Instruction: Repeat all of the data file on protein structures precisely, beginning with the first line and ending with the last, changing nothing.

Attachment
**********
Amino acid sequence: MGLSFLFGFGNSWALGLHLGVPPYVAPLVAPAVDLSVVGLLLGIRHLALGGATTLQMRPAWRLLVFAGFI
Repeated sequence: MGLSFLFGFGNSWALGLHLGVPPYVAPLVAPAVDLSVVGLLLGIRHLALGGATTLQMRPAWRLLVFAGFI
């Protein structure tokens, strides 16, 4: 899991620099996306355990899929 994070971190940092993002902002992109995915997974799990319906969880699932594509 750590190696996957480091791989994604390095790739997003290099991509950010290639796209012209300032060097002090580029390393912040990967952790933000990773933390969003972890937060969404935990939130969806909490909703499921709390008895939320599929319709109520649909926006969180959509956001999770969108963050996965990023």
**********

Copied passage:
Amino acid sequence: MGLSFLFGFGNSWALGLHLGVPPYVAPLVAPAVDLSVVGLLLGIRHLALGGATTLQMRPAWRLLVFAGFI
Repeated sequence: MGLSFLFGFGNSWALGLHLGVPPYVAPLVAPAVDLSVVGLLLGIRHLALGGATTLQMRPAWRLLVFAGFI
């Protein structure tokens, strides 16, 4: 899991620099996306355990899929 994070971190940092993002902002992109995915997974799990319906969880699932594509 750590190696996957480091791989994604390095790739997003290099991509950010290639796209012209300032060097002090580029390393912040990967952790933000990773933390969003972890937060969404935990939130969806909490909703499921709390008895939320599929319709109520649909926006969180959509956001999770969108963050996965990023």